Zicklin Graduate Accounting Society Board member Derek Berezdivin, Vice President of Communications, then asked “Many on-campus events are networking events, where one has very little time to get information. What would you recommend we say to a hiring manager?” To this, Stephen reiterated how important it is to do one’s homework, and thus have facts when speaking to professionals. Sean then added an interesting spin on this, by pointing out that conversational differences could be based upon where one is standing on the line to speak to professionals or recruiters. If one is first, this is great, but “What happens when one is the 500th person in line?” If one is at the end of the line, once they reach the front, they should acknowledge the professional’s or recruiter’s efforts by saying something along the lines of “I know you’re exhausted...” or “I don’t want to take up any more of your time...” Additionally, Sean encouraged trying to stand out, by things as one’s elevator pitch. Both panelists then encouraged having elevator pitches down cold, as the more practice one has, the more natural they become in its delivery. Sean then suggested incorporating the person one is speaking to into their pitch.
Sean and Stephen then provided important closing remarks to be mindful of when perfecting one’s networking skills:
• “It’s not about you, but what can you do for this person/company; meaning how can you help them.”
• Sean advised against including “I need, I like, or I want” in cover letters. A cover letter should address how one can help the company.
• Ask the professional or recruiter one is networking with how he/she got to their current position. Always remember, at one point or another, the professional or recruiter was in your shoes.
• Connect with the professionals or recruiter on LinkedIn.
• Send thank you notes.
• Always practice!
ZGAS hopes this was helpful and we wish you the best of luck with OCR!
By: IC to the Editor-in-Chief
On October 1, 2014, representatives from Baker Tilly Virchow Krause, LLP visited the Baruch College campus to talk about a wide variety of opportunities at the mid-sized accounting firm. Human Resources manager Janice Strain stressed at the very beginning of her presentation that she would break with the mold of other firm information sessions. She wanted to give students a real opportunity to get to know the organization and not just bombard them with marketing materials.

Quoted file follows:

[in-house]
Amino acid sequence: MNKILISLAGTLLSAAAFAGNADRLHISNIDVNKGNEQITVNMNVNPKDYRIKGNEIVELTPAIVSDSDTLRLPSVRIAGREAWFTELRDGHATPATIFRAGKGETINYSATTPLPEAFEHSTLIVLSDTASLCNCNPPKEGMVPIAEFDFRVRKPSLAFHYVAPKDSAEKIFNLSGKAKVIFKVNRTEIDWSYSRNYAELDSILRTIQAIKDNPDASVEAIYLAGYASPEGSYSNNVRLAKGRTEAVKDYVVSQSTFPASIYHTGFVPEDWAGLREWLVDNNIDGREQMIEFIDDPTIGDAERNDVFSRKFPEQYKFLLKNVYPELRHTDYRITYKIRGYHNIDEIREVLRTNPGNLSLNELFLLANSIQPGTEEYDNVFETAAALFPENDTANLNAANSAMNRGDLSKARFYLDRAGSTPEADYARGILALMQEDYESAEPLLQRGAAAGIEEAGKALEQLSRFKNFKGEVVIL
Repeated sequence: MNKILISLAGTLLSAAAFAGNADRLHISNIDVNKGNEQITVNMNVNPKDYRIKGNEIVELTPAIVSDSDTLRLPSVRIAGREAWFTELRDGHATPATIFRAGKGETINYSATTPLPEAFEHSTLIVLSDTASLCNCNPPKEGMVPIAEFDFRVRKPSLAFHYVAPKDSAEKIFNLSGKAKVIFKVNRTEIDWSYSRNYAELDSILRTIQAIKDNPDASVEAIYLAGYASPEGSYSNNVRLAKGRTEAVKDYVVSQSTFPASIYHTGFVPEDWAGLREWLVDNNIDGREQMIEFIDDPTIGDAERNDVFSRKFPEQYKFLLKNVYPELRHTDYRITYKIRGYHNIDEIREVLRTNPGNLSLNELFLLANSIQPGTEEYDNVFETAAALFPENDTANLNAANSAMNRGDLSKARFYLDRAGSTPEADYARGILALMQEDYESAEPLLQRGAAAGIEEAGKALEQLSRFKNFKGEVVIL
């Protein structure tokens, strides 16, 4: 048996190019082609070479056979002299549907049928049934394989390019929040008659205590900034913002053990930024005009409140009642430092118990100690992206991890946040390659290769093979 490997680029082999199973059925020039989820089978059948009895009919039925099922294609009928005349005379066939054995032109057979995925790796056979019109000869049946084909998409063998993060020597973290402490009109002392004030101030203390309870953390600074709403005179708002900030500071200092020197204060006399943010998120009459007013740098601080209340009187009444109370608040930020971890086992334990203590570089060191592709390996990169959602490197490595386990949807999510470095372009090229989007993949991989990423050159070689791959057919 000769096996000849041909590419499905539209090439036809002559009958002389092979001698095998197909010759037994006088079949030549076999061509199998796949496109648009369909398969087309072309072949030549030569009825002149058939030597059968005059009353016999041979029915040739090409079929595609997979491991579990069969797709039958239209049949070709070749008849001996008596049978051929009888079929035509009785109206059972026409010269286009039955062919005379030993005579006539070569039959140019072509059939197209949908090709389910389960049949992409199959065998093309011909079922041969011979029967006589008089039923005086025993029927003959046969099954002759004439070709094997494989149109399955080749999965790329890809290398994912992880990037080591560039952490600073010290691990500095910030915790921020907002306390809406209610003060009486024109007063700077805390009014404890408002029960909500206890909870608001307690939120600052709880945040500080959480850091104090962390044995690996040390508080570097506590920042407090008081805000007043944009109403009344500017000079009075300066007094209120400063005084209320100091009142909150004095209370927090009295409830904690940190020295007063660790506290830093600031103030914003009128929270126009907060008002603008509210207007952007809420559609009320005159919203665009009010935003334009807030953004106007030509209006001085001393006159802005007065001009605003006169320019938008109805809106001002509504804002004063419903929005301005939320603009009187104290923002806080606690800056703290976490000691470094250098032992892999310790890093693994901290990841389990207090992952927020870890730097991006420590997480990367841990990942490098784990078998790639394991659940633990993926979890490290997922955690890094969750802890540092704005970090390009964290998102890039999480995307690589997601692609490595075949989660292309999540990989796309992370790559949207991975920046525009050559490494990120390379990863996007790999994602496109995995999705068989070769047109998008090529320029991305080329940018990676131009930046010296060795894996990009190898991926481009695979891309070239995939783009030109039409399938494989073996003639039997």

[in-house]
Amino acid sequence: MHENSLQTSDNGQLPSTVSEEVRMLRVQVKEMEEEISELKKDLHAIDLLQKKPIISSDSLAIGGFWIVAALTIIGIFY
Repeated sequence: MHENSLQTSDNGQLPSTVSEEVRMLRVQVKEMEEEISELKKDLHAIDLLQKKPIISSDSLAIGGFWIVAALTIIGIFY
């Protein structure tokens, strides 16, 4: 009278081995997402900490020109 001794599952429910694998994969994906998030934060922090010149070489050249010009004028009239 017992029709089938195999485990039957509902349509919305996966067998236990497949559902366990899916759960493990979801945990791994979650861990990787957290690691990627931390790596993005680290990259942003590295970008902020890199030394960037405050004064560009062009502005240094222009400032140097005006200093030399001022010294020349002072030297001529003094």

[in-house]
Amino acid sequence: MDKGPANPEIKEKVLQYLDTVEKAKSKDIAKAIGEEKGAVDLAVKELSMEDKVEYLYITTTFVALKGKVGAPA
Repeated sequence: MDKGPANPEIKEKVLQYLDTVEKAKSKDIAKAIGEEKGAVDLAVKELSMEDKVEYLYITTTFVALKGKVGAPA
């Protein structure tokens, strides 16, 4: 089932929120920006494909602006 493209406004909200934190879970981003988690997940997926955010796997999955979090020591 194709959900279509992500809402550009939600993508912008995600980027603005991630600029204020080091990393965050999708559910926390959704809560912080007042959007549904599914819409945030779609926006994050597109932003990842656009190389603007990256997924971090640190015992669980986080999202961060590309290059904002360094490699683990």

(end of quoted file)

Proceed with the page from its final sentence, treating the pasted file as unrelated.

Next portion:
Baker Tilly’s U.S. operations consist of 2,500 professionals working in twenty-nine offices spread out over eleven states and Washington, D.C, making it the 12th largest public accounting firm in the country. Baker Tilly is a member of Baker Tilly International, a major global network of 161 firms in 137 countries, which means staff have the opportunity to do rotations around the world. Management sees these rotations as a great way to build strong relationships with professionals working in many different offices and practices.
The firm serves a diverse client base that includes both public and private companies of every size, from start-ups to family-run businesses to international corporations. It offers a standard suite of services, including assurance, tax, consulting, forensics, and valuation. In all of its work with clients, Baker Tilly sees itself as a “Valued Business Advisor” that helps clients grow and prosper.
Baker Tilly invests a great amount resources in its staff. Ms. Strain said, “When you realize your potential, we realize ours,” and then went into detail about how the firm helps new hires realize this potential. Beyond the industry standard reimbursement for test preparation and licensing fees, the firm provides subscriptions to industry periodicals, tuition assistance, and CPE qualified training.